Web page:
First off, the good news — C is a much more accessible novel on the second reading than it was on the first. Now the bad news, if time is an issue for you — unless you are really into “modernist” fiction, I’m fairly certain you will want to read this twice. I certainly appreciated it more the second time than I did the first, but even then I was a frustrated reader when I reached the end. In no way do I mean that as a putdown — indeed, I think it should be regarded as an indication of the author’s success in crafting an intricate and complex book. This is a novel that both demands and rewards commitment.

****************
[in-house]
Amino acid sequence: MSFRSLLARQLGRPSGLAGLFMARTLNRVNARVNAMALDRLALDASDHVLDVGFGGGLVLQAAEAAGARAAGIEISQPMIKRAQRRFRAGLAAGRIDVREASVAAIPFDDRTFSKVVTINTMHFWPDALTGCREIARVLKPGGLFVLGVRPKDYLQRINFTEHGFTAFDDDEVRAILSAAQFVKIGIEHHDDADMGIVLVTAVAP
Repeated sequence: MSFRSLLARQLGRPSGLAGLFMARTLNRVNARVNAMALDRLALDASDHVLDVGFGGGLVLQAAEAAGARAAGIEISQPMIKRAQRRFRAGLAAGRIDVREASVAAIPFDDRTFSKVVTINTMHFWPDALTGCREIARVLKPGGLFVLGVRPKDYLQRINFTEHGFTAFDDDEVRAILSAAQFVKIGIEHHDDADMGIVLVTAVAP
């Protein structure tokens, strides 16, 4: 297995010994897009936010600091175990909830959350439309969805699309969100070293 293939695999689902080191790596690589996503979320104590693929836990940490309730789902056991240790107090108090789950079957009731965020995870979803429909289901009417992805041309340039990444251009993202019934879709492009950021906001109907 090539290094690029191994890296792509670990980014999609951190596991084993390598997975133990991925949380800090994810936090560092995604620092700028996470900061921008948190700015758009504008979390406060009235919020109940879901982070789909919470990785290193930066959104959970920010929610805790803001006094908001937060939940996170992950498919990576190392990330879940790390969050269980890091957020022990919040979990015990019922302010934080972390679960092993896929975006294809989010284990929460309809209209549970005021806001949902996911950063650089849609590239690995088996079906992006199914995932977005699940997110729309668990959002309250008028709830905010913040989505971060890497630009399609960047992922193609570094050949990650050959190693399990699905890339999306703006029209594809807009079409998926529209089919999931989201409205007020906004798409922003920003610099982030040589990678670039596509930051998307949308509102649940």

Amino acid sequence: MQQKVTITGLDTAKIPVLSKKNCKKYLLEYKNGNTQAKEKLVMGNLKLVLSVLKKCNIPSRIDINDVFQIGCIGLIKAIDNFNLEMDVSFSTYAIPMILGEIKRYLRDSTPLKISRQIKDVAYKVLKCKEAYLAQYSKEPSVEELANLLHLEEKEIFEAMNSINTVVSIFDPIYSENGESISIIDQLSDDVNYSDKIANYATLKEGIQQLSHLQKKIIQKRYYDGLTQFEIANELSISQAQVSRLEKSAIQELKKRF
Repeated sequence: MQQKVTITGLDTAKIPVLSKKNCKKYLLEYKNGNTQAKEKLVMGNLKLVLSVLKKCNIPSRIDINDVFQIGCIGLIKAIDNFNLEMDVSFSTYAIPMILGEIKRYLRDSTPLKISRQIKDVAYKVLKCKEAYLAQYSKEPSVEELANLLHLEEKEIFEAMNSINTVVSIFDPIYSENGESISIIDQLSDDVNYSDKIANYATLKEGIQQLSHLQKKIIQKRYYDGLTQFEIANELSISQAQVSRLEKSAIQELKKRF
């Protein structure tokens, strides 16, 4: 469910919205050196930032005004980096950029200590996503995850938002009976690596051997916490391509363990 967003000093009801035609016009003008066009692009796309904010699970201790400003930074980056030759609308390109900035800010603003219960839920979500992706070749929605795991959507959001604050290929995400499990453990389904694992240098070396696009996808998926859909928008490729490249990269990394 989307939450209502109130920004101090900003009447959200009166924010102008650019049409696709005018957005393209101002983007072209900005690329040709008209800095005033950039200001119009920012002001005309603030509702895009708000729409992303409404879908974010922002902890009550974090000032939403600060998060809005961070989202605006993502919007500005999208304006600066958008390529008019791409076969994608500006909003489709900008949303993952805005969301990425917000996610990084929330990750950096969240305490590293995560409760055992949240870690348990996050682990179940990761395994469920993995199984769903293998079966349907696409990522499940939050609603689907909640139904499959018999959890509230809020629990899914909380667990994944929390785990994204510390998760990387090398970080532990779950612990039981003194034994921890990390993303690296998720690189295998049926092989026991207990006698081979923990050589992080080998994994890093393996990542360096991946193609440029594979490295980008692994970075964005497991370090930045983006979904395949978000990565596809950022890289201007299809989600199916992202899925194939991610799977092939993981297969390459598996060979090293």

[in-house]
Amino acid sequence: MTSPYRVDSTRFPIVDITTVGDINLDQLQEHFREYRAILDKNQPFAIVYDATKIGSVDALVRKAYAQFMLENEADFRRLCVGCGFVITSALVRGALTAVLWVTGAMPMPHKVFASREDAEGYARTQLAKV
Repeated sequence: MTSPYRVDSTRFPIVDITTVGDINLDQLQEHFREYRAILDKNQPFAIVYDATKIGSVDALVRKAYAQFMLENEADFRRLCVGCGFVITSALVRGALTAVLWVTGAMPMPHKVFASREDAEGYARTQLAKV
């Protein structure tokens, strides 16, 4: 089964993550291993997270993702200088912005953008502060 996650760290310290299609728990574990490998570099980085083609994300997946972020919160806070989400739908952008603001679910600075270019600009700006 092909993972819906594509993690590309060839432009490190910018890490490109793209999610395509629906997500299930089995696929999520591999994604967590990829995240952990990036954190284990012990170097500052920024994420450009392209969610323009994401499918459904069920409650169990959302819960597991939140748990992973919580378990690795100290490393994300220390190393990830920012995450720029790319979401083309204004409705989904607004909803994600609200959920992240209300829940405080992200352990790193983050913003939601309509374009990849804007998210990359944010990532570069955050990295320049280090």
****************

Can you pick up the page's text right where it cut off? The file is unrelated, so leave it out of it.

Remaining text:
I am not going to pretend that this review explores all (even most) aspects of the novel in any kind of detail. You will also note the absence of quotes — McCarthy is the kind of writer whose linked prose makes review quotes an exercise in futility (trust me, he can write). Indeed, I would predict that academics will be spending a lot of effort over the next few decades to contemplate the antecedents, references and echoes that are all part of C because it is a novel that deserves that kind of attention. This review, on the other hand, is aimed at would-be (or just-done) readers who want and respect a broad overview. Details to follow in scholarly journals down the road.I do think that Tom McCarthy should be thanking his UK publishers (Jonathan Cape) for the best physical design of a book (in terms of relating to its themes) that I can recall in recent memory. If you are lucky enough to find a version of their original presentation, it comes with a palimpsest dust cover of scribbled patterns, while underneath on the cover itself is the “C”, with a gridded starscape in the background. The black spills over into the front and back inner covers with almost furry edges. The design is an entirely fair — even brilliant — visual representation of the challenges of the book. You need to fight your way through the confusion of the present, find the patterns that are in the array of the supertext, hark back into history, knit all those elements together and then it might all make sense. (You can see why I needed two reads.)